Did religion develop as a way to help us deal with death?
Faith suggests religious belief is more than imagined
The Rev. Peter Luckey, senior pastor, Plymouth Congregational Church, 925 Vt.:
Our death is the one irrefutable fact of our existence. Our consciousness of this fact drives human beings to questions of an ultimate nature.
Is death all there is, or is there something more? Not knowing the answer to that question confronts us with the reality of our finitude, which begs another question: So, knowing that I will die, why am I here?
Sigmund Freud argued that human beings coped with their anxieties around these questions by creating religious beliefs and practices. How often I try to give comfort to the bereaved at a funeral by speaking these words from the 23rd Psalm: "Even though I walk through the valley of death, I fear no evil, for thou art with me."
Do I really believe there is a God who is with us in "death's valley," or is the prospect of there being no higher power beside us so horrifying that we make it all up?
There is no empirical evidence to marshal against those who say man created religion to deal with death. I readily confess religion could be a product of our human imagination. And yet, who's to deny that the human spirit's quest for transcendence is so ubiquitous only a God could have created us this way.
Thirty years ago, my father was struck down by a rare, fatal brain disease. For a time, he raged against his imminent and untimely death sentence. Then, just days before he succumbed, my Dad wrote, "I lie here blind on my bed and trust in the succeeding, loving power of the great Creator who knew and loved me before I was fashioned in my mother's womb."
Evidence may suggest religion is a human creation. Faith suggests something else altogether.
Send e-mail to the Rev. Peter Luckey at firstname.lastname@example.org.
Confronting judgment leads us to seek peace in God
The Rev. Bill Hurlbutt, senior pastor, Christ Community Church, 1100 Kasold Drive:
There is a saying that has been around for ages that there are only two things we can be certain of in life: "death and taxes." While taxes may be a certainty in this country, there are those fortunate places on this earth where the dreaded taxman does not exist.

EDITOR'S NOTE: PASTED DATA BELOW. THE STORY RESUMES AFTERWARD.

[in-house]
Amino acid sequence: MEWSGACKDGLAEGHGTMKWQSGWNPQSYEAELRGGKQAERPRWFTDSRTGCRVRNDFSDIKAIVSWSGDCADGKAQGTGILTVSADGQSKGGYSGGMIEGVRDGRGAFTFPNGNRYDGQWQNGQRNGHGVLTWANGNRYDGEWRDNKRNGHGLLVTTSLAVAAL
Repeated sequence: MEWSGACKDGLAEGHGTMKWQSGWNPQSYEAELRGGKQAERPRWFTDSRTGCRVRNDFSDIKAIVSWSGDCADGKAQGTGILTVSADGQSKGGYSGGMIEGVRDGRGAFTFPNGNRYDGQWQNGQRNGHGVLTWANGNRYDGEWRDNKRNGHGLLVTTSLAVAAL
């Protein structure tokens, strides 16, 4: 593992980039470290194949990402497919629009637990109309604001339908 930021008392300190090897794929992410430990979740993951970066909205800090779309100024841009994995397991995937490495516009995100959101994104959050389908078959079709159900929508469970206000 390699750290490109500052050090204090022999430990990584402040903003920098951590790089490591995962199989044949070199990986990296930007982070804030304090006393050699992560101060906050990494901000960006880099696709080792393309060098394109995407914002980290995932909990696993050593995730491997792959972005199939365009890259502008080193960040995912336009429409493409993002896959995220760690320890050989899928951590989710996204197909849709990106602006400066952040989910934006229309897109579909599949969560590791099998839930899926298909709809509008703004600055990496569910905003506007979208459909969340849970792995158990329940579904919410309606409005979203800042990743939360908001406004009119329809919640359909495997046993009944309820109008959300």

But in truth, there are still two certainties all of humanity will face according to the word of God. Hebrews 9:27 states: "Man is destined to die once and after that to face judgment."
Undeniably, there are two realities every human will not be able to side-step: We all will die, and we all will be judged. There is a moral awareness of these two facts in the heart of all mankind. This is undoubtedly the fertile ground from which springs a diversity of religious thought.
Religion for many is now, and has been, the development of a system to bring or bind them back to God. For those involved in every major system of religious thought, their future security in the next life is determined by their work in this present one. That is, every religion save one.
For Christians, their future well-being as they pass through death and judgment is not based on their achievements but on those of their savior, Jesus Christ.
It is through Christ's perfect life, his death as their substitute on the Cross of Calvary and his bodily resurrection from the dead, that the believing Christian can "know" that they will successfully pass through death's door.
In fact, the believing Christian can actually look upon the prospect of leaving this world with great peace and joy. You see, for them, "to live is Christ, and to die is gain."
Send e-mail to the Rev. Bill Hurlbutt at email@example.com.